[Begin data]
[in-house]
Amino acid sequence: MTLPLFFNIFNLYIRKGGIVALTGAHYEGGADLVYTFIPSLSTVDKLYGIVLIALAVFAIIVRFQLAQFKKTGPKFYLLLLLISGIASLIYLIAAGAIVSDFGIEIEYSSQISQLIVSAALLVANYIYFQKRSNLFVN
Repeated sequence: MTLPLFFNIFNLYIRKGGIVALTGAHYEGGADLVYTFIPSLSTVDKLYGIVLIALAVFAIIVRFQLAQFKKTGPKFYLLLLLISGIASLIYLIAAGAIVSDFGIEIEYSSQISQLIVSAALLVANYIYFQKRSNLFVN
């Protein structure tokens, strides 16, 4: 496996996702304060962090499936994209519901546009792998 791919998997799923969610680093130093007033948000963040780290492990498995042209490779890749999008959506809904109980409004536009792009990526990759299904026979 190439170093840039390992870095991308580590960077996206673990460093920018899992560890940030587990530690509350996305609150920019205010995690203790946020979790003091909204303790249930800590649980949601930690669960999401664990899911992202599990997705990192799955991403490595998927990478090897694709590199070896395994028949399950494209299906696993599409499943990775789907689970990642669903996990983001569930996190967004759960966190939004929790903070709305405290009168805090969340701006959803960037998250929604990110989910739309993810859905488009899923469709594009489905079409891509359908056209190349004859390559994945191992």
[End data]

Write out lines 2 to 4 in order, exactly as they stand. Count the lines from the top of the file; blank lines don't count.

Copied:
Amino acid sequence: MTLPLFFNIFNLYIRKGGIVALTGAHYEGGADLVYTFIPSLSTVDKLYGIVLIALAVFAIIVRFQLAQFKKTGPKFYLLLLLISGIASLIYLIAAGAIVSDFGIEIEYSSQISQLIVSAALLVANYIYFQKRSNLFVN
Repeated sequence: MTLPLFFNIFNLYIRKGGIVALTGAHYEGGADLVYTFIPSLSTVDKLYGIVLIALAVFAIIVRFQLAQFKKTGPKFYLLLLLISGIASLIYLIAAGAIVSDFGIEIEYSSQISQLIVSAALLVANYIYFQKRSNLFVN
């Protein structure tokens, strides 16, 4: 496996996702304060962090499936994209519901546009792998 791919998997799923969610680093130093007033948000963040780290492990498995042209490779890749999008959506809904109980409004536009792009990526990759299904026979 190439170093840039390992870095991308580590960077996206673990460093920018899992560890940030587990530690509350996305609150920019205010995690203790946020979790003091909204303790249930800590649980949601930690669960999401664990899911992202599990997705990192799955991403490595998927990478090897694709590199070896395994028949399950494209299906696993599409499943990775789907689970990642669903996990983001569930996190967004759960966190939004929790903070709305405290009168805090969340701006959803960037998250929604990110989910739309993810859905488009899923469709594009489905079409891509359908056209190349004859390559994945191992």